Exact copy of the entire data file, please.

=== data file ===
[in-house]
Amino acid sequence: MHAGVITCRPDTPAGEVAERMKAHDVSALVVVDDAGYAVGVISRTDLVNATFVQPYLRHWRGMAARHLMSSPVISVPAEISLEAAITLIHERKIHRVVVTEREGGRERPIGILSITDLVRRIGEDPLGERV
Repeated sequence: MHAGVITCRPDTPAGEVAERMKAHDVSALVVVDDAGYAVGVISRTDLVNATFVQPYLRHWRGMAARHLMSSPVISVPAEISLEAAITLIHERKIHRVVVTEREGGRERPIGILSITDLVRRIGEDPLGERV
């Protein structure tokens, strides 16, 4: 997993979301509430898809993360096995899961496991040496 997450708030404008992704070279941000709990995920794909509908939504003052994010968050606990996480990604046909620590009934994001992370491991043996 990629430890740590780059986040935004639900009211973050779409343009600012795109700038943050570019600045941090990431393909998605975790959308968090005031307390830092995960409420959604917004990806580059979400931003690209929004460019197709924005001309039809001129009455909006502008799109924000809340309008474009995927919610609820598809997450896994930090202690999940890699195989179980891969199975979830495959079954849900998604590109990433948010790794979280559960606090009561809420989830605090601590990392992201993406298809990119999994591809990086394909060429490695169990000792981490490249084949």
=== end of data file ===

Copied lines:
[in-house]
Amino acid sequence: MHAGVITCRPDTPAGEVAERMKAHDVSALVVVDDAGYAVGVISRTDLVNATFVQPYLRHWRGMAARHLMSSPVISVPAEISLEAAITLIHERKIHRVVVTEREGGRERPIGILSITDLVRRIGEDPLGERV
Repeated sequence: MHAGVITCRPDTPAGEVAERMKAHDVSALVVVDDAGYAVGVISRTDLVNATFVQPYLRHWRGMAARHLMSSPVISVPAEISLEAAITLIHERKIHRVVVTEREGGRERPIGILSITDLVRRIGEDPLGERV
């Protein structure tokens, strides 16, 4: 997993979301509430898809993360096995899961496991040496 997450708030404008992704070279941000709990995920794909509908939504003052994010968050606990996480990604046909620590009934994001992370491991043996 990629430890740590780059986040935004639900009211973050779409343009600012795109700038943050570019600045941090990431393909998605975790959308968090005031307390830092995960409420959604917004990806580059979400931003690209929004460019197709924005001309039809001129009455909006502008799109924000809340309008474009995927919610609820598809997450896994930090202690999940890699195989179980891969199975979830495959079954849900998604590109990433948010790794979280559960606090009561809420989830605090601590990392992201993406298809990119999994591809990086394909060429490695169990000792981490490249084949």